A government shutdown increasingly looks inevitable as GOP opponents of a stopgap in the Senate seek to drag out the process ahead of a midnight Sunday deadline. Opponents of the Senate stopgap, which is backed by leaders in both parties, are delaying a vote to give the House a chance to pass its own continuing resolution to fund government. Senate ...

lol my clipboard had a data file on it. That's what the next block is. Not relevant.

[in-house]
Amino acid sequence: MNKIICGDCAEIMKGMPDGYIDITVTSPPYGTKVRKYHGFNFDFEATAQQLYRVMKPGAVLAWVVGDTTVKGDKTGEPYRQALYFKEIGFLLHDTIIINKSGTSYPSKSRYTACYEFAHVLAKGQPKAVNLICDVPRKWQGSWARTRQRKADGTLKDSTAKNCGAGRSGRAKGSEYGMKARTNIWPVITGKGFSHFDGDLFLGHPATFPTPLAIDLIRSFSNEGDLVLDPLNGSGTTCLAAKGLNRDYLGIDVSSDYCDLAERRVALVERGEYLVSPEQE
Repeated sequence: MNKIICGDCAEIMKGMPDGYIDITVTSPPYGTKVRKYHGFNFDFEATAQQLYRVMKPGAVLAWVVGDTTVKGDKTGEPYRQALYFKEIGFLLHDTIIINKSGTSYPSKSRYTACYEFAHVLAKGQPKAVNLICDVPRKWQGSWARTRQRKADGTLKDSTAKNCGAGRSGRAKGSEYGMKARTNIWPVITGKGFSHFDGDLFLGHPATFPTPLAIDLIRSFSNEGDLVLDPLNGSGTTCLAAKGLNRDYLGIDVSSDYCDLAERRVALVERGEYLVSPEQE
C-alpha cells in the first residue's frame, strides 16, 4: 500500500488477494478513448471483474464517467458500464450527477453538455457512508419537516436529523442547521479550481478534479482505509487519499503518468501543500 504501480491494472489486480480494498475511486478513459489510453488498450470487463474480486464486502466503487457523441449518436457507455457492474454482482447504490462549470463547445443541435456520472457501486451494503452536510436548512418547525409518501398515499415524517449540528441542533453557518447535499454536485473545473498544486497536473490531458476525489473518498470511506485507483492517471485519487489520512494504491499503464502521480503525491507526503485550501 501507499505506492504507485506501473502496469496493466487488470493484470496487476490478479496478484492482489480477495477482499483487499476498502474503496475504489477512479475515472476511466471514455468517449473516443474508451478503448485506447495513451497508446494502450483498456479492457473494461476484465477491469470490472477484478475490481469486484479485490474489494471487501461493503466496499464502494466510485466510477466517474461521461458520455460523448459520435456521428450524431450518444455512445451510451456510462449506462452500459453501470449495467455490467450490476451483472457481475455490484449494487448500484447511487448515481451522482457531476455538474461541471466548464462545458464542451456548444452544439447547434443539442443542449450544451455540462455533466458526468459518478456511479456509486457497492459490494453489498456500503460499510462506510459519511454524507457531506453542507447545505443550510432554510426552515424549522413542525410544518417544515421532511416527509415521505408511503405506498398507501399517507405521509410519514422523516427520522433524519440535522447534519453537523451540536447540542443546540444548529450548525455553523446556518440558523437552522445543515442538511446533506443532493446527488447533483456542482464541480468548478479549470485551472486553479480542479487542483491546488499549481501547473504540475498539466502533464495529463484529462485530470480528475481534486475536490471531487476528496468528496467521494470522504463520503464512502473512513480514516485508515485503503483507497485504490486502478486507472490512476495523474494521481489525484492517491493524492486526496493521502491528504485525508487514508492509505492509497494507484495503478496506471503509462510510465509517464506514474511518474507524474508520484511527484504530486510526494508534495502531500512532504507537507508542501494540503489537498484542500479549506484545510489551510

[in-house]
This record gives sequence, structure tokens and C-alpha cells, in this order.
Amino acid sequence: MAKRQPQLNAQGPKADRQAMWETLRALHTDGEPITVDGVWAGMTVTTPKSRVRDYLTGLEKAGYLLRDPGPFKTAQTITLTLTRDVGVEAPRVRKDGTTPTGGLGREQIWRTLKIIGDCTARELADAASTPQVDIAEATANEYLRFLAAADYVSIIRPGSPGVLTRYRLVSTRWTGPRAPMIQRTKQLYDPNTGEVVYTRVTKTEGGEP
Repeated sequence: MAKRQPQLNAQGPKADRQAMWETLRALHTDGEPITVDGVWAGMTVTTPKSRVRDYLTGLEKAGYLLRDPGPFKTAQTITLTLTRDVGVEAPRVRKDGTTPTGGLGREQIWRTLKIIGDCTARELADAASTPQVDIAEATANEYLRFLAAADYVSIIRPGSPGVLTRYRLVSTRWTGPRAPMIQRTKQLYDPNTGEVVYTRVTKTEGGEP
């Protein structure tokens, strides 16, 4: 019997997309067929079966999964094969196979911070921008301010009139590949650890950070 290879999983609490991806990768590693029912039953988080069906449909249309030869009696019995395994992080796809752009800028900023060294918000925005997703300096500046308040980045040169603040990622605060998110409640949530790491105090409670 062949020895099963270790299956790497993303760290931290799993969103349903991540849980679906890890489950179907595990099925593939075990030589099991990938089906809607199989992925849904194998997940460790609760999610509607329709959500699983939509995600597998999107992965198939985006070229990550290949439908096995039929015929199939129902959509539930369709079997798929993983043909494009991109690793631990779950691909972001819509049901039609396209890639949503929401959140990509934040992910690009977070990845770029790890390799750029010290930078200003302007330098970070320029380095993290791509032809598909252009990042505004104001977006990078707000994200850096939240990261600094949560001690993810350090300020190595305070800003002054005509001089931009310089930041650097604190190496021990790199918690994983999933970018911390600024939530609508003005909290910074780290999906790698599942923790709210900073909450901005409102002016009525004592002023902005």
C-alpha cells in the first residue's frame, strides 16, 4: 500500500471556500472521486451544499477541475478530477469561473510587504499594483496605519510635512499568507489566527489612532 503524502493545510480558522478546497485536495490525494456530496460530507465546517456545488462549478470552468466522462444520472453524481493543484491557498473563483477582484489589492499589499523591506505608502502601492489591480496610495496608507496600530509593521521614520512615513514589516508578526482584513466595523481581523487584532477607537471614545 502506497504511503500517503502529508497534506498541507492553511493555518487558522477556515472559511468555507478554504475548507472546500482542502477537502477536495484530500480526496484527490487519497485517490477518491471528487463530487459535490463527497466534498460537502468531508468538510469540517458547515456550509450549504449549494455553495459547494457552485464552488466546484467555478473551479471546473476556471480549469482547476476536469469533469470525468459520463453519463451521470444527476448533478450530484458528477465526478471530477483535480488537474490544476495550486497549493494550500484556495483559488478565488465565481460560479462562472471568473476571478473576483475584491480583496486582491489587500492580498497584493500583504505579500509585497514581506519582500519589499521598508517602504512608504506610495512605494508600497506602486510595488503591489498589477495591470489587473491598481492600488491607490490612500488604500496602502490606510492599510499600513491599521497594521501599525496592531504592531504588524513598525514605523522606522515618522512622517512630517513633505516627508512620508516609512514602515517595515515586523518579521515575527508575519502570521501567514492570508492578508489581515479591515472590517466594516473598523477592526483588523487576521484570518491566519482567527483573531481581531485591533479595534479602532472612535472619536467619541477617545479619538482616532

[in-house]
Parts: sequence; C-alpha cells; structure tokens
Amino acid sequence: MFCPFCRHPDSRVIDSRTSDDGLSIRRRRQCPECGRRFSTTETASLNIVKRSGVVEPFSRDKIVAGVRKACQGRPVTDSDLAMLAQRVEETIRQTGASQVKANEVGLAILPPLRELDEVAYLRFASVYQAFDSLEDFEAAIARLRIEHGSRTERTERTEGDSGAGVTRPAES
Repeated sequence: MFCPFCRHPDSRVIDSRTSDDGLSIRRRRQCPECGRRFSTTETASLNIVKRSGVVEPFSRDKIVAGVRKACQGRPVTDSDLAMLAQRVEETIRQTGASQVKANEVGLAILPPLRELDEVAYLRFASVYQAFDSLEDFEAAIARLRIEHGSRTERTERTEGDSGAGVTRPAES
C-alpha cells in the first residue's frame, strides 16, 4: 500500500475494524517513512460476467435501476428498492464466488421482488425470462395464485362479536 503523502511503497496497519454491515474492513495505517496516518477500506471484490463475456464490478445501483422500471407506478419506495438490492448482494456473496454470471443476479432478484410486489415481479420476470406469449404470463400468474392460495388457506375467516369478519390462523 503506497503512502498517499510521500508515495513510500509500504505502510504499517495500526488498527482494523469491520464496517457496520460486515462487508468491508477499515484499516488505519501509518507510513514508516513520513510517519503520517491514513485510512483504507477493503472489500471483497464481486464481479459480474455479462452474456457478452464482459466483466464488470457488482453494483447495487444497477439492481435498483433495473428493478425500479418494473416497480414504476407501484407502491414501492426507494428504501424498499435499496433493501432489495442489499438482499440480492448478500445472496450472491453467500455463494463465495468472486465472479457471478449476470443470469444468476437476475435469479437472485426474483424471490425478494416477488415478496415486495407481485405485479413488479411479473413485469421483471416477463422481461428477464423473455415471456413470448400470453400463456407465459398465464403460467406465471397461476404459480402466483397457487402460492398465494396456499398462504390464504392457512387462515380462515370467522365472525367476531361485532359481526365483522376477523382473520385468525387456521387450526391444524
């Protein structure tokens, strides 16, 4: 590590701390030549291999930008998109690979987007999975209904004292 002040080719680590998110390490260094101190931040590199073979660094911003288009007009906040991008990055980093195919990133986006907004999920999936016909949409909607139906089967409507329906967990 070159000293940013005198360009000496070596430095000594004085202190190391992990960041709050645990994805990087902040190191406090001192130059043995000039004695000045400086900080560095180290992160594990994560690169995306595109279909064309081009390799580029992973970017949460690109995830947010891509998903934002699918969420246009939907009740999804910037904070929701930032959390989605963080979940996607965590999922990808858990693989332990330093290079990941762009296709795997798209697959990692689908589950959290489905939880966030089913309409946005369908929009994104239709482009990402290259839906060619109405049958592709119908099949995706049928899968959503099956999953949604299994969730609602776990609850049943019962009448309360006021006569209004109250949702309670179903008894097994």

tweet: FED'S WILLIAMS: THE FED IS AT OR NEAR PEAK FOR THE FEDERAL FUNDS RATE. tweet: FED’S WILLIAMS: FUTURE IS UNCERTAIN, DATA WILL DRIVE FUTURE POLICY CHOICES #News #Markets #live tweet: FED’S WILLIAMS: THE FED WILL NEED A RESTRICTIVE POLICY STANCE FOR SOME TIME TO ACHIEVE GOALS. tweet: Fed’s Williams: Sees '23 CPI At About 3.25%, ~2.5% In '24 - Sees '24 GDP Growth Slowing To 1%-1.25% - Sees '24 Jobless Rate Rising To A Little Over 4%Peeling the Inflation Onion, Revisited The Federal Reserve has two main monetary policy goals, often referred to as the “dual mandate”: maximum employment and price stability. As I will discuss in more detail, we are doing well on our maximum employment mandate, but we still have a ways to go to fully restore price stability. Although inflation has come down from the peak reached last year, it is still too high. Price stability is the bedrock upon which our economic prosperity and stability stands. The Federal Open Market Committee (FOMC) has set a 2 percent longer-run goal for inflation and is committed to attaining that goal on a sustained basis.1 Before I go any further, I must give the standard Fed disclaimer that the views I express today are mine alone and do not necessarily reflect those of the FOMC or others in the Federal Reserve System. The Inflation Onion After peaking at just over 7 percent in June of last year, inflation is now 3-1/2 percent, based on the 12-month percent change in the personal consumption expenditures price index. To understand why inflation rose so much and how it’s coming back down, I find it useful to use the metaphor of an onion with various “layers” of inflation.2 The outer layer of the onion consi